The Intel “patch” will involve two parts.  The first is a patch that will be released from Microsoft that will prevent the attack through the operating system.  The second “patch” will be a firmware upgrade specific to your computer.  Due to the complexity of applying firmware patches, many machines will go unpatched.  Computers older than five years old will probably never get the firmware level patch.  Since the vast majority of devices with Intel processors will never get their firmware upgraded, the Intel flaw will be a problem for many years to come.

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iPhone vs Samsung: Which is the best?

I’ve never been an Apple junkie. My first–and until recently only–Apple device was a first-gen iPod Touch that I bought way back in 2008. For phones, Android has traditionally been my style. Why did I choose to not claim a seat on the iPhone bandwagon? Because everyone else seemed to have an iPhone and I’m not a big fan of being like everyone else.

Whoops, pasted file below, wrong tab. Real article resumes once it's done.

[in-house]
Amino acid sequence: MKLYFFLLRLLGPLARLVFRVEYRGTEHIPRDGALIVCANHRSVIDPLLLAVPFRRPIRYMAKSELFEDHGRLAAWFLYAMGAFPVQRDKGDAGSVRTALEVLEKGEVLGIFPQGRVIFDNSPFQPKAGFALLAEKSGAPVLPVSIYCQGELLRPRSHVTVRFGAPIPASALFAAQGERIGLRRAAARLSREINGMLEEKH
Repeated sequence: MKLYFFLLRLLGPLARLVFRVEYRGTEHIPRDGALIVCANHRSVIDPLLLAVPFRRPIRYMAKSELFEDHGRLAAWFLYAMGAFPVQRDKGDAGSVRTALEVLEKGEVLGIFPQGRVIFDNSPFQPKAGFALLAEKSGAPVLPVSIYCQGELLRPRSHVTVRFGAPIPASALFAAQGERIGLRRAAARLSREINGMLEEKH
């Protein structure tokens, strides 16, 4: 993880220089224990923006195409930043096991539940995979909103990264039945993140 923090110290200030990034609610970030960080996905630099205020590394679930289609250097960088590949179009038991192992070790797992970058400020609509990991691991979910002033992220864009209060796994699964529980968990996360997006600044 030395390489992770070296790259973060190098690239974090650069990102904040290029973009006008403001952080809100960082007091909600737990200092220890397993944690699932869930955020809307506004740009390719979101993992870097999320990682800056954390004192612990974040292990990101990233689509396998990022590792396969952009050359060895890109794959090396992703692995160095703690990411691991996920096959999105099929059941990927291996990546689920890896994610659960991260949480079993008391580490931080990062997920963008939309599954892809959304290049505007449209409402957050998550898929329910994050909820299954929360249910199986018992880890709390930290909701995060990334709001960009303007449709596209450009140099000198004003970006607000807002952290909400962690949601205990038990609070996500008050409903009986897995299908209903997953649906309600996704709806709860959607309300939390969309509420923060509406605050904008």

After years of ownership, Android fit like a comfy sweater. All was bliss until one day when I was on a service call and the client came to me with an iPhone issue. They handed me their iPhone and my eyes glazed over. After several more such instances I grew tired feeling like an idiot and decided that, as a tech professional and a Millennial, it was time for me to learn how to use an iPhone. So in the name of science, when my phone went up for renewal, I sprung for an iPhone 8.

I have learned many things in my few months of iPhone ownership. For example, the screen responds differently to hard touches and soft touches, something I learned while trying to remove an app (after Googling how to do it). I know I still have much to learn and that there is a myriad of features I have yet to discover. I’ll report on them as I go. For now, though, I’m happy that I can set up email and navigate the settings menus without having to consult a YouTube tutorial. I even figured out how to change Siri’s voice to British, a tweak that makes navigation far more enjoyable.

Here are some observations thus far.

Things I like:

  • It looks nice
  • It feels nice
  • It has biometric security
  • The battery lasts a long time